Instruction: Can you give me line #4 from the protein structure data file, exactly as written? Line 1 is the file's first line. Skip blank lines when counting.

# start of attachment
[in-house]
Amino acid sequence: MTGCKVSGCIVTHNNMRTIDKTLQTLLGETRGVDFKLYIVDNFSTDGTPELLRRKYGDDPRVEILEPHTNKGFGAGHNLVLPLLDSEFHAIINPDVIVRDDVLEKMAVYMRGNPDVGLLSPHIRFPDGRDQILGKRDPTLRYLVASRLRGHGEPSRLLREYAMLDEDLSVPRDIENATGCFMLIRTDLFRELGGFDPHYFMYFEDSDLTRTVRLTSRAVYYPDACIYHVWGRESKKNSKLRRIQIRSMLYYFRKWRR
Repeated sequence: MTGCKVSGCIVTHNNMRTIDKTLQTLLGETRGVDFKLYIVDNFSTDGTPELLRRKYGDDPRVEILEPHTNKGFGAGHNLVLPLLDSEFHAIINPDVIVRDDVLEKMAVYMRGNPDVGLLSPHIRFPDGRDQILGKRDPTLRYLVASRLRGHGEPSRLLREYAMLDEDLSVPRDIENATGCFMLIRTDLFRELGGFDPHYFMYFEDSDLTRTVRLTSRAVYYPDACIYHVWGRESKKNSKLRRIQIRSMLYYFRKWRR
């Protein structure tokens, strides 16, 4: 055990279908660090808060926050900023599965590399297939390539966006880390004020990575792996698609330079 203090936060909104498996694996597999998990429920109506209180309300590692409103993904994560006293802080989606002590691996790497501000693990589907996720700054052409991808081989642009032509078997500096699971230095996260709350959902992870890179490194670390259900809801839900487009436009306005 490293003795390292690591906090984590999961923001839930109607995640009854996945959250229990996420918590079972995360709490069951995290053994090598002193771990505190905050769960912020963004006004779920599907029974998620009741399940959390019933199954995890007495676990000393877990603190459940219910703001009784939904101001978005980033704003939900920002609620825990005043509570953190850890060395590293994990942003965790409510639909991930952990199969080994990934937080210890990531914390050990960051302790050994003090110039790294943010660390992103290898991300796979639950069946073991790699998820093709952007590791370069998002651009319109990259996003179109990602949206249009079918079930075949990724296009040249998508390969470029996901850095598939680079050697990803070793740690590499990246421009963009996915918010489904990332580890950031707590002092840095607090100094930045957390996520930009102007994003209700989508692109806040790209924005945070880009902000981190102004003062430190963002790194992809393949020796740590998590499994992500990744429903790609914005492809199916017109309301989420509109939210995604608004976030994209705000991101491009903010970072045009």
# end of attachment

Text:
């Protein structure tokens, strides 16, 4: 055990279908660090808060926050900023599965590399297939390539966006880390004020990575792996698609330079 203090936060909104498996694996597999998990429920109506209180309300590692409103993904994560006293802080989606002590691996790497501000693990589907996720700054052409991808081989642009032509078997500096699971230095996260709350959902992870890179490194670390259900809801839900487009436009306005 490293003795390292690591906090984590999961923001839930109607995640009854996945959250229990996420918590079972995360709490069951995290053994090598002193771990505190905050769960912020963004006004779920599907029974998620009741399940959390019933199954995890007495676990000393877990603190459940219910703001009784939904101001978005980033704003939900920002609620825990005043509570953190850890060395590293994990942003965790409510639909991930952990199969080994990934937080210890990531914390050990960051302790050994003090110039790294943010660390992103290898991300796979639950069946073991790699998820093709952007590791370069998002651009319109990259996003179109990602949206249009079918079930075949990724296009040249998508390969470029996901850095598939680079050697990803070793740690590499990246421009963009996915918010489904990332580890950031707590002092840095607090100094930045957390996520930009102007994003209700989508692109806040790209924005945070880009902000981190102004003062430190963002790194992809393949020796740590998590499994992500990744429903790609914005492809199916017109309301989420509109939210995604608004976030994209705000991101491009903010970072045009």